Galesburg Register-Mail from Galesburg, Illinois on September 6, 1963 · Page 4
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Galesburg Register-Mail from Galesburg, Illinois · Page 4

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Friday, September 6, 1963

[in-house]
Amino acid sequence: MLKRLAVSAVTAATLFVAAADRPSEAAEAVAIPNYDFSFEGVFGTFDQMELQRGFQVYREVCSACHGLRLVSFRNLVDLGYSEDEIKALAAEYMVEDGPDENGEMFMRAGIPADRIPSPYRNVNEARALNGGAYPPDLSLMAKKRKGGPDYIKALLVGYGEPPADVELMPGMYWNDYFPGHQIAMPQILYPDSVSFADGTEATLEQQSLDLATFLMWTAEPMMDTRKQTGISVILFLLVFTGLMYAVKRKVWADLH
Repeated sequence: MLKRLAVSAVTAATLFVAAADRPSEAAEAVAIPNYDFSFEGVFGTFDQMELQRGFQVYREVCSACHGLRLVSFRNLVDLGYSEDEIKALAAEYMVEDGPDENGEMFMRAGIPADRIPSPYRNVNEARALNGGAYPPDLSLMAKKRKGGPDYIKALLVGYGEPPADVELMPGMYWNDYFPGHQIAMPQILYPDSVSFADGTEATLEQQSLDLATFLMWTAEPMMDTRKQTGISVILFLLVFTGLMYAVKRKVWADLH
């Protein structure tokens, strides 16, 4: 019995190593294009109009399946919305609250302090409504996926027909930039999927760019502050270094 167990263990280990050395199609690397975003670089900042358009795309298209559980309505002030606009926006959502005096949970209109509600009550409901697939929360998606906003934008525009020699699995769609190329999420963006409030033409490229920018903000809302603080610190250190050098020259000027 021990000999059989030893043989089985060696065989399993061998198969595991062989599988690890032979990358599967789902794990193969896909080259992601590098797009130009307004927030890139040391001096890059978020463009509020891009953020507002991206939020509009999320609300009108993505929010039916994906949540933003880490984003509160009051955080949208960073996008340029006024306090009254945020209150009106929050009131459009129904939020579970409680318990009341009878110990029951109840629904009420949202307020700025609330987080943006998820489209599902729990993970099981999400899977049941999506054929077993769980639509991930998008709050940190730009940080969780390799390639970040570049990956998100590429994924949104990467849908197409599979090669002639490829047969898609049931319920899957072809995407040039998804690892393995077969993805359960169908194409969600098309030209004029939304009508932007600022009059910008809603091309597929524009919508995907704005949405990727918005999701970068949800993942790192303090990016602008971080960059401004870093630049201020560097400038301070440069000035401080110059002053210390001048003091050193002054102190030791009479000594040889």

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Galesburg Regjster-MQil, Galesburg, III, Fri,, Sept. 6, 1963 Changing of the Guard v m EDITORIAL Comment and Review Religious Exercises in Schools Despite the insistence of the United Stales Supreme Court that public schools must be "neutral" in religious matters, the fourth "R" in education is by no means a dead issue. As public schools reopen throughout the land it is relevant to note that more than two score bills and resolutions before Congress bear on prayer or Bible reading in public schools. Moreover, school districts or local governments are showing a good deal of independence in reaction to the rulings of the Supreme Court. In the Washington area, most school governing bodies have ordered an end to observances based on readings from the Bible and recitation of the Lord's Prayer. But in Fairfax County across the Potomac the school board by a close vote in late August continued its "permissive" policy which allows but does not require teachers to conduct religious programs. The attorney general of Delaware has ruled that Bible reading can be required in public schools despite the decisions of the high bench. The American Civil Liberties Union is challenging this interpretation. A federal judge in Arizona ruled on Aug. 29 that requiring public school pupils to stand during singing or playing of the National Anthem—with the line, "And this be our motto, 'In God is our trust' "—is unconstitutional. On the same day Gov. Otto Kerner of Illinois vetoed a bill which would have permitted teachers in public schools to lead a daily recitation of four stanzas of the Anthem. Gov. Kerner, a Democrat, said: "Without question the sole purpose of the bill is to use this (fourth) stanza as an instrument for indulging in a collective defiance of the United States Supreme Court because of its reaffirmation of the constitutional principle of separation of Church and State in the 'school prayer* decisions." The Supreme Court repeatedly has recognized a "wall of separation between Church and State" as a creation of the First Amendment. The Court by a 6 -to-l decision in June 1962 struck down New York's 22 -word prayer for public schools. The lone dissenter was Justice Potter Stewart. The majority decision, written by Justice Hugo L. Black, asserted that the constitutional prohibition against laws respecting ,an establishment of religion "must at least mean that in this country it is no part of the business of governn- ment to compose official prayers for any group of the American people to recite as part of a religious program carried on by government." Then last June the Court ruled that it is unconstitutional for any governmental unit to require Bible reading or recitation of the Lord's Prayer. Again Justice Stewart dissented in an 8-to-l division. The Supreme Court's rule on the practice of religion in the schools has been much misunderstood. Justice Clark, who wrote this year's decision, said that it did not mean that the Bible and religion may not be studied in public schools "when presented objectively as part of a secular program of education." Also, the Court as in its 1962 ruling didn't attempt to bar religious exercises that are not prescribed by a creature of government but are conducted by teachers or groups of students on their own. As a practical matter, however, many schools accept the two rulings as an absolute ban on religious exercises in the schools. Some are substituting optional inspirational reading ranging from an excerpt from a speech by former President Eisenhower to verses from Henry Holcomb Bennett's "The Flag." Tribute to the Peace Corps More than 1,200 Peace Corps volunteers are working in 11 Asian countries. Evidently their work is effective, for Asian leaders are honoring them, and another 600 trainees are being prepared for duty in the Far East. When Peace Corps director Sargent Shrivel* went to Manila in late August to receive the Ramon Magsaysay Award for International Understanding, he stood in for all the Americans doing this job. The Manila Evening News placed the tribute on their shoulders: "What millions of dollars in machinery and foodstuffs and other material gifts had failed to accomplish, the Peace Corps workers achieved in less than two years—an understanding with Asian peoples that promises to pass all tests." The corps volunteers labor in nations which stretch in an arc from arid Afghanistan across the Indian subcontinent to Southeast Asia and the Philippines. Mostly they are teachers, but many assist in health, agriculture and community development programs. Here and there teachers in the corps are placed at important colleges and universities. Generally, however, they are found in second- pry and elementary schools in rural sectors. The Philippines leads all Asian lands, with 474 Peace Corps workers, nearly all of them feesic}jer|, It seems fitting, therefore, that the £war4 to {Shriver in the corps' behalf was created jp, bonor pi the late Philippine President Magsaysay, known throughout Asia and the world for his integrity, humanity and devotion to freedom. Other Asian nations with large contingents are Thailand, with 225; Malaya, 169; India and Pakistan, about 115 each; North Borneo and Sarawak with just under 100 altogether. The corps' development work in the Asian countries includes a wide range of projects, not least flood control and irrigation work and the plotting of roads which will open up vast reaches of trackless jungle on the island of Borneo. Communist cries of "Yankee Go Home" greeted the mere 17 volunteers who came last May to Indonesia to teach physical education. But that country's leaders offered reassurances, and the workers are still there. The award citation to Shriver appeared to sum up much Asian feeling about all this. It said: "In reaffirming the essential community of interest of all ordinary people, regardless of creed or nationality, the Peace Corps volunteers belong to that small but growing fraternity who by their individual efforts do make a difference." Hardly an American at home could be anything but immensely proud that their countrymen's efforts abroad have merited such appreciation. Proposed Tax Changes Affect Everyone's Wallet By PETER EDSON WASHINGTON (NEA) - the best reason for celebrating Labor Day was probably found in the Treasury Department summary on effects of the House Ways and Means Committee's proposed tax cuts for annual incomes of $10,* 000 or under. THESE ARE preliminary estimates. The tax bill has yet to be approved by the full House, then run the gantlet of Senate Finance Committee hearings and Senate passage. But as of now, after seven months of committee wrangling, the main provisions as they will affect your 1964 income look like this: • The largest share of the indi-; vidual income tax cut will go to 85 per cent of the taxpayers who are in the low and middle income groups. Those with incomes of $3 ,000 and less would get tax cuts averaging 40 per cent after two years. Extreme example: Married couple, two dependents, $3,000 income, joint return, standard deduction, now pays $60 taxes. Under the new schedule, this couple would pay no taxes. • Taxpayers with incomes of $3,000 to $5,000 will average a 26 per cent tax cut. A married couple, two dependents, $5,000 income, joint return, standard deduction, now pays $300 taxes. Under the new program, $223. • Taxpayers with $5,000 to $10> 000 annual income will average a 20 per cent tax cut. A married couple, two dependents, $10,000 income, joint return, typical average itemized deductions, now pays $1,196 taxes. Under new program, • Taxpayers with incomes over $10,000 will average a 15 per cent tax cut. They would also benefit from other special provisions applying to all taxpayers. THE MOST important change Is a new minimum standard de­ duction for taxpayers who do not itemize their deductions. It would he $300 for a single taxpayer, $400 for married couples, an extra $100 for those who are blind or over 65 and another $100 for each dependent up to a maximum of $1,000. Deductions of up to 30 per cent of gross income would be allowed for gifts to all publicly supported organizations. Workers forced to move to accept a new job would be able to deduct their moving expenses. There are a few losses for low Income taxpayers, too: State taxes on gasoline, auto licenses, drivers' permits, alcohol and tobacco will no longer be deductible for federal income tax purposes unless they are a business expense. Poll taxes and miscellaneous special state taxes on admissions would no longer be deductible. The only state taxes that would be deductible on federal returns would be those on real estate, state income and general sales taxes. Waiting period before sick pay becomes excludable would be extended to 30 days; $100-a-week limit to remain. A taxpayer who gets medical insurance benefits from more than one policy for the same illness would be required to pay taxes on all payments received above actual illness cost. Deductions for casualty or theft loss on nonbusiness property would be eliminated on the first $100 of such loss. The 4 per cent tax credit on dividend income would be repealed, but the amount of dividends that could be excluded from such tax would be raised from $50 to $100 for each person. ELDERLY TAXPAYERS would get additional tax benefits from the new bill. A single taxpayer over 65 with $2,000 income and standard deduction now pays $120 in taxes. Under the new program it would be $65. A married couple, both over 65, standard deduction, $5,000 income now pays $420 in taxes. Under the new schedules, $29*. The present one per cent floor on deductions for medicines would be eliminated for taxpayers over 65. People over 65 who sell a home owned five years or more would not have to pay capital gains coming from the first $20,000 of the sales price. AMERICA'S FARM families would benefit from the new tax bill largely through general reductions in individual income tax rates. The important thing to bear in mind: none of the proposed changes will have effect on taxes paid on '63 income. First taxpayers to use the new rates will be those who must estimate their 1964 income for the report which has to be filed by March 15, 1964. Sea Food Politics Involves Divers and Reds By JOHN CHAMBERLAIN VINEYARD HAVEN, Mass.— You can't be rn this part of the world for very long before realizing that fish—and sea food in general—are much involved in politics. The Russian fishing fleet, operating off Cape Cod and even bringing ships within the three- mile limit for repairs, provokes complaints from many quarters. The nub of most of the complaints is that the Russian small-mesh net, illegal on American trawlers, catches, everything, from baby haddock to the food fish which the bigger fish need to sustain themselves. Another complaint, which is not something that can be substantiated in default of eye witnesses, is that the Russians must be taking egg-bearing female lobsters along with the males they find in their nets after deep - water dragging. Nets that are towed along the bottom at the edge of the continental shelf pick up everything, and the Russians, to whom lobsters would be a mere by-product of dragging for fin fish, are not bound by convention to release egg-bearing females in order to keep the source of supply at a peak. HAVING a single enemy on whom to vent their displeasure marks an unusual turn for the various factions in lobster politics. For, up to the time the Russians appeared on the horizon, the lobstermen were very much caught up in their own internecine warfare. The lobster civil war began when skin divers started to capture lobsters that might otherwise have gone into the traps set by the pot men. The trappers complained that the skin divers were depleting the supply—and in Maine, where the pot setters had a strong lobby, they succeeded in having a law passed to make skin diving for lobsters illegal. But the drive against the skin divers in Massachusetts failed— and today the skin divers account for about half of the total of 4,000 lobster licenses issued by the Bay State. According to John Hughes, who runs the State Lobster Hatchery on Martha's Vineyard and who presumably knows more about the lobster cycle than any other man Irving, the notion that the skin divers would deplete the total lobster supply was always a phony. The skin diver, he says, had merely invented a new method of capturing part of an existing natural resource—and, provided the egg-bearing females were always returned to the water, the fact that more lobsters were taken by skin divers, and fewer by the pot men, would have no conservationist aspect. (Continued on page 9) Report Paul Robeson in Custody as Red Defector By FULTON LEWIS JR. WASHINGTON — Reports from London indicate that Paul Robeson, prominent American leftist, may have been spirited behind the Iron Curtain. For more than a year now, there have been authoritative reports — in the French press and elsewhere — that Robeson was ready to denounce the Communist Party. It was only a few months ago that the Negro singer's wife shot off angry letters to this country's Worker and National Guardian, denying the reports. The letters were postmarked London, where Robeson, who had criticized his American homeland, was receiving treatment for "nervous disorders." Observers found it significant that Robeson's wife, not the fabled singer, had signed the letters. Robeson left London last week under circumstances that can only be described as "mysterious." He was hustled aboard an Ilyushin jet for a non-stop flight to East Germany. The Daily Telegraph's David Floyd wrote: "Paul Robeson's 'protectors' decided to smuggle him out of Britain and behind the Iron Curtain. It was becoming increasingly difficult for them to deny he had changed his opinions on communism, but nevertheless he could not be exposed to the questioning of newsmen. The only way out? Put Robeson completely out of the reach of the free press." ONE OF THOSE aboard the Polish plane that carried Robeson to the workers' paradise that is East Germany was John Osman, a longtime British newshound. He wrote subsequently: "Robeson sat in flight like an effigy in his seat next to the piano window. In flight, I introduced myself to Mr. Robeson, who smiled charmingly and seemed about to talk to me. Angrily, his wife, who told me that she knew judo and would happily use it to keep people away from her 'completely exhausted* husband, demanded I leave Paul and return to my THE MAILBOX Some Swim Pool Comments Meat now accounts for one-fourth of the shopper's food dollar and demand is expected to grow. Editor, Register-Mail: Can the proposed new Galesburg community swimming pool be made self-supporting without a substantial sum being derived from the taxpayers? If so, I would be greatly in favor of such a pool. — Gordon W. Foster. This (swimming pool, as proposed) is by far the finest thing that could happen to the citizens of Galesburg. With Lake Storey situation the way that it is, a swimming pool is a must. As an All-America City, Galesburg should not be behind. I have not heard a comment against it as yet. — Robert Nelson, 84 Duffield Ave. In reference to Lee S. Barton's letter to The Mailbox I would like to reply for the Jaycees of Galesburg. Since I am chairman of the project I feel a little closer to the answers to Mr. Barton's questions. The Galesburg Jaycees are promoting a Municipal Swimming Pool for Galesburg. Whether it be an indoor pool or outdoor is not the real important issue now, but to get the City of Galesburg and its citizens to realize we can have a pool if we really want one. We do not intend to build a small, cheap pool or economize so much that 10 years from now we have to start over again. Steele Gym has been considered. To build a pool that would be a joint pool for the city and the school system, would at least double the cost of said pool, merely in private locker rooms, buildings etc. for the school portion. Yet this possibility is still being considered by the Action Committee. The Jaycees are trying to ac­ complish a civic project for the City of Galesburg that they can be proud of and so can the city. Mr. Barton may rest assured that when a location is picked, and design is selected and the financial plan is agreed upon Galesburg will have the best available swimming pool for a city our size that can and will be built. — Ray Ritz, Chairman, Action Committee. I do believe that the installation of a public swimming pool in Galesburg would be an asset to the community. I fully endorse this project. — John C. Thompson, Secretary of Jaycees. own seat. Paul ... sat silently as his wife gave orders." The Robesons, who traveled to East Berlin with a top-ranking Polish diplomat, were met at the Schoenfield Airport by officials of the East German regime. Soon afterward official reports appeared denying Robeson had been kid­ naped. He would receive "medical treatment" in East German hospitals, the communist reports said. THE HOUSE UnAmerican Activities Committee will hear testimony next week from' at least ten youngsters who defied State Department bans on travel to Cuba. Several of those who organized the jaunt are known communists, according to President Kennedy. Others will be unavailable for HUAC testimony. Two women stayed behind to have REMINISCING Of Bygone Times FIFTY YEARS AGO Saturday, Sept. 6, 1913 Galesburg teachers gathered for the first monthly meeting for instructors at the high school. Problems to be considered for the school year were discussed. Dr. J. F. Percy of Galesburg returned to the city after attending the International Congress of Medicine held in London, England. babies, their delivery free of charge, thanks to Fidel Castro's system of Medicare. Several of the travelers are waiting behind in Madrid, Spain. One of these, John Glenn, is a 34 -year-old lawyer from Bloomington, Ind. He told Spanish reporters all was rosy in Castro Cuba. Many communists, he said, wished to side with Mao instead of Khrushchev in the ideological battle raging between the communist giants. "Cuba's heart is in Peking, but its stomach is in Moscow," Glenn explained. * * * AS CHAIRMAN of the House Ways and Means Committee, Rep. Wilbur Mills has been a major stumbling block to enactment of many New Frontier programs. The doughty little Democrat has turned thumbs down on Medicare. He has altered considerably the President's tax legislation. Now President Kennedy is reported to have solved the Mills problem: appoint him to the Supreme Court. The report, widely circulated in Mills' home state of Arkansas, has not gone over well. The reaction of the Arkansas Democrat, (a Little Rock newspaper) is typical: "The appointment of Congressman Mills to the Supreme Court under the present circumstances would set a new precedent for low, cynical and calculating political connivance." Copyright 1963 galesburg Register-Mail TWENTY YEARS AGO Monday, Sept. 6, 1943 Mrs. William Silberer entertained her bridge club in her home on Jackson Street. Favors went to Mrs. Harold Fitch. Mrs. Lois Daniels, daughter of Ben Hart of Galesburg, left for Pekin, where she was to teach during the winter. Office 140 Soutn Prairie Street Galesburg, Illinois TELEPHUN k. NUMBER Register-Mall Exchange 342-8161 Entered ?a Second'Class Matter at the Post Office at Galesburg Illinois, under ^ct of Congress of Mprrh 3. 1878 Dally except Sunday, Ethel Custer Schmith Publisher Charles Morrow ... Editor and Genera) Manager M. B. Eddy Associate ttdttor And Director of Public Relations H. H. Clay Managing Editor National Advertising Representative: Ward-Griffith Company Incorporated. New York Chicago, Detroit Boston. Atlanta, San Francisco. Los Angeles Philadelphia, Charlotte. MEMFER AUDIT BUREAU OF CIRCULATIONS MEMBEK ASSOCIATED PRESS " The Associated Press Is entitled exclusively to the use or republication of all the local news printed in this newspaper as well as all AP newc dispatches SUBSCRIPTION RATES By Carrier In City of Galesburg 35c s Week By RFD mall tn our retail trading zone: 1 Year (10.00 8 Months S3.80 6 Months $ 6.00 1 Month $1.28 No mall subscriptions accepted In towns where there is established newspaper boy delivery By Carrier In retail trading con* outside City of Galesburg. 1 week 80c Br mail outside retail trading zone in Illinois. Iowa and Missour) and by motor rout* tn retail trading zone. 1 Year $13.00 3 Months 13.7*. 6 Months $ 7.00 1 Month %\M By mail outside Illinois. Iowa and Missouri 1 Year 518.00 3 Months S3.00 6 Months i 9.50 1 Month $2.00 Crossword Puzzzle Answer to Previous Punw Mining Newspaper Cooperates Editor, Register-Mail: The Galesburg Register-Mail is to be commended for cooperation with the courts and the law-enforcing agencies of this community. It is my feeling that when any violator is penalized for breaking the law, it is not the fine imposed upon the violator that has the greatest value. The greatest value of such a penalty, in my mind, is the publicity given to such a violation in the hope that it will discourage any future violations of the same nature. Our Galesburg Police Department is pitifully under-manned. I urge all citizens to cooperate with and, respect police officers at all times, even though you may believe that they are wrong. If they are wrong, it will be corrected in the Court room. Until then, always respect a police officer. Again, many thanks to the Galesburg Register-Mail for their fine cooperation. — D. Paul Nolan, P.M. From P..fit* The rHSl * £° r Present The ACROSS 7 Goddess (Latin) 1 Metal source 8 Property 4 Precious metal 0 gorges 8 Fissure of metal ,2 12 Peace (Latin) - 1 ? S md " .^Ple But I will tarry at Eph. esus until Pentecost.—I Cor. 16:8. * * * I will study and get ready and the opportunity will come. —Abraham Lincoln. ^ The Almanac By United Press International Today is Friday, Sept. 6, the 249th day of 1963 with 116 to follow. The moon is approaching its last quarter. The morning star is Jupiter. The evening stars are Mars, Saturn and Jupiter. Those born today are under the sign of Virgo. On this day in history: In 1620, the Pilgrims left England for the New World. In 1899, President McKinley was shot and critically wounded in Buffalo, N.Y. In 1909, word was received that Adm. Robert Peary had discovered the North Pole five months earlier. 13 Wind instrument 14 Flowering shrub 15 Summit 16 Rose-like 18 Fish for eels 20 Give unction 11 Relaxation 17 Mail neck guard 19 Short jacket 23 Item of value 24 Put off 25 Voided escutcheon (her.) 26 Assault 11 SJSS? if^ ag) 28 Gambling game 40 Wrests %l rll ,,ni, tn 29 ^rmerly 41 Icelandic tales 11 G 5!^_^?H? taln 31 Man's name 42 Girl's nickname 27 Supplement (archaic) 50 Source 32 Semi-preclOM metal .84 Stories 35 Conceals (lav) 36 Moor 37 Green (her.) 39 Thicken 40 Feminine name 41 Foam 42 Famous doctor 45 Precious stone 49 Brawling 51 Water (Fr.) 52 Oklahoma city 63 Araucaaiaa Indian 64 Edge 55 Dozes 56 December 29 (ab.) 67 Weaken DOWtf 1 Chooses 2 Shower 3 Atonement 4 Ravine 5 Greek coin C Useless BefSOflS mi) 83 Person in place 43 River by (colL) r ™ Florence nasi 44 Placed 46 Peruvian Indian 47 Cobra gem (var.) 48 Unload 60 Slack i 2 5 4 5 9 1 r r r rr t2 14 15 is ii 1* 14 20 LJ pi 5T 25 • w 29 39 33 34 35 W • 39' •2 43 4? w 49 bl 52 b3 54 55 56 57 6 KEWSPA? m mm?am ASSH-